While some pet owners may consider what will happen to their pets after they die, it is equally important to plan for your pet’s care during any time period when you are not able to care for your pet yourself. This time period could include unexpected extended hospitalizations or the immediate need to reside in a nursing home. Formalizing a plan for your pet’s care in such a scenario should keep your pet out of a shelter and ensure she is in good hands.
There are several ways to provide for your pet’s care during times of disability, including through a revocable trust, a pet protection agreement and by mentioning your pet in your durable power of attorney. The benefit to including instructions on your pet’s care in a durable power of attorney is that your agent will be able to immediately care for your pet by spending your resources on the pet and making sure she being cared for. Regardless of the vehicle you choose to formalize a care plan for your pet, the following are important factors to consider:
1) Select a caregiver for your pet. With any potential caregiver, discuss what the job of caring for your pet will entail and have her meet and spend time with your pet to see if it is a good fit, much like a shelter would have a new potential owner do before adopting an animal. If you are creating a trust, the trustee is not the best option for the pet’s caregiver since that would negate the checks and balances inherent in a trust with an independent trustee. If you cannot find an individual to care for your pet, other options include finding an organization that will care for your pet either permanently or temporarily while they find your pet a new home. It is important to visit and vet these organizations as they range in quality.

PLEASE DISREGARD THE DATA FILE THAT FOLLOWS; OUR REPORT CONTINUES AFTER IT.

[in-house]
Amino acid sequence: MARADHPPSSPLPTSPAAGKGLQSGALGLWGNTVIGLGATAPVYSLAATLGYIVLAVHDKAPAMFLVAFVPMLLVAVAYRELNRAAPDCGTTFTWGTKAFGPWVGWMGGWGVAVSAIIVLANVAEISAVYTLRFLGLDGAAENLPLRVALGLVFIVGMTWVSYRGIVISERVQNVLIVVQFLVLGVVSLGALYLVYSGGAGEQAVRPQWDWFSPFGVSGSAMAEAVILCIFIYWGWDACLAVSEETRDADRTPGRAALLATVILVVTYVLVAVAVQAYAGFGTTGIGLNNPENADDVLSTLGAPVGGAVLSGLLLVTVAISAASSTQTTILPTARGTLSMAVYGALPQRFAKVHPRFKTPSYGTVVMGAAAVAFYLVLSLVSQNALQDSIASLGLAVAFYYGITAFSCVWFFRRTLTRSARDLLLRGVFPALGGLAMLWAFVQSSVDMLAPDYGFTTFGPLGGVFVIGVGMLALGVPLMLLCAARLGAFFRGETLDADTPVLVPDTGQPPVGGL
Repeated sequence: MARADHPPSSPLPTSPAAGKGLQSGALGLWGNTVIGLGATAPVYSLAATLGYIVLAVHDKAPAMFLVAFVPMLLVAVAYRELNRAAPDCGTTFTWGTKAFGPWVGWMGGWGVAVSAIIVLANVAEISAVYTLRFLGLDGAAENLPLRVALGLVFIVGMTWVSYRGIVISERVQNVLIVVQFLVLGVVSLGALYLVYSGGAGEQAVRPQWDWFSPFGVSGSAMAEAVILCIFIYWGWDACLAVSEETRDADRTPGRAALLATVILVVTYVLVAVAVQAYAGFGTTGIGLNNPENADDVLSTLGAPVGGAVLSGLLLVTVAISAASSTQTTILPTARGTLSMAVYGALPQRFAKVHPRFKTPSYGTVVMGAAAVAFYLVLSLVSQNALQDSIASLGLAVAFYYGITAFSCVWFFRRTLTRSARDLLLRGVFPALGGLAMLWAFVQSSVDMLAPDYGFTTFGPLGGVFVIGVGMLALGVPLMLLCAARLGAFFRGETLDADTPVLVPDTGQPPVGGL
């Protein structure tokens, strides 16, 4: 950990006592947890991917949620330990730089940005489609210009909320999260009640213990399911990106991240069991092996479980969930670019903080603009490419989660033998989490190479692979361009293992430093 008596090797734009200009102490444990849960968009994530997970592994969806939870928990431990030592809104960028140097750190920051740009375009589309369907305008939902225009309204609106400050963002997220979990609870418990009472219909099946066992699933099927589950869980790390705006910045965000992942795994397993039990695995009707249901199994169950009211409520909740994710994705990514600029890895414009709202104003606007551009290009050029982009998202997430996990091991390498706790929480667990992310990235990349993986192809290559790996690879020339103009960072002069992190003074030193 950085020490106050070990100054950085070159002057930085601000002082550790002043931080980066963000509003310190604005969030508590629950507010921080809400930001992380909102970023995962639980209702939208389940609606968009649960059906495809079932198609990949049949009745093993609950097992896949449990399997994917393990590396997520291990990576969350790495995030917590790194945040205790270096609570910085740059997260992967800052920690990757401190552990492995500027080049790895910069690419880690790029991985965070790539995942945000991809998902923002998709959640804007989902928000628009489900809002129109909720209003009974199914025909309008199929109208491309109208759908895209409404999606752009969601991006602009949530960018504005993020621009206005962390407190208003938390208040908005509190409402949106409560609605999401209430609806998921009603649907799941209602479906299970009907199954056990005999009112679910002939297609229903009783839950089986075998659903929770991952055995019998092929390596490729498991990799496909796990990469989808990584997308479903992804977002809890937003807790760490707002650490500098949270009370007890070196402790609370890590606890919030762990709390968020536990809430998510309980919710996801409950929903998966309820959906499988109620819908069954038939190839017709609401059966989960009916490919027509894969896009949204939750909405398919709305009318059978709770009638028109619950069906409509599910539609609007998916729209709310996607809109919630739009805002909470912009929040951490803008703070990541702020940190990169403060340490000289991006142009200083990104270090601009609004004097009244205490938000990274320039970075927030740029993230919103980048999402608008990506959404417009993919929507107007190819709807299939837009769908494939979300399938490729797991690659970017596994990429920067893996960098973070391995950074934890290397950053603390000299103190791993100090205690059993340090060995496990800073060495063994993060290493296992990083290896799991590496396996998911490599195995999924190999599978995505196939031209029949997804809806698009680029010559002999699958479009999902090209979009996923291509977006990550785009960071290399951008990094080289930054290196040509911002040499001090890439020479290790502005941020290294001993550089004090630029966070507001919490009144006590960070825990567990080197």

2) Consider the standard of living and your pet’s expenses. Factors to consider include regular veterinary expenses; anticipated additional medical expenses as the pet ages, such as medicine or procedures; and the cost of food, current medicine and supplies, such as cat litter, toys, petsitters, dog walkers or daycare. Additional expenses may include a stipend for the caregiver and trustee fees if you choose a pet trust.
3) Create a care plan. Detail your pet’s eating frequency and habits, type of food and treats, toys, habits, veterinary information and records and medicine and supplements.
Once these factors have been considered, formalize your plan by selecting the vehicle by which you will provide for your pet’s care. Providing for your pet in a will, which only takes effect after you die, will be useless in caring for your pet during a time of disability. A document that takes effect while you are alive, such as a trust or other agreement, is necessary to ensure your pet is cared for when you cannot do it yourself.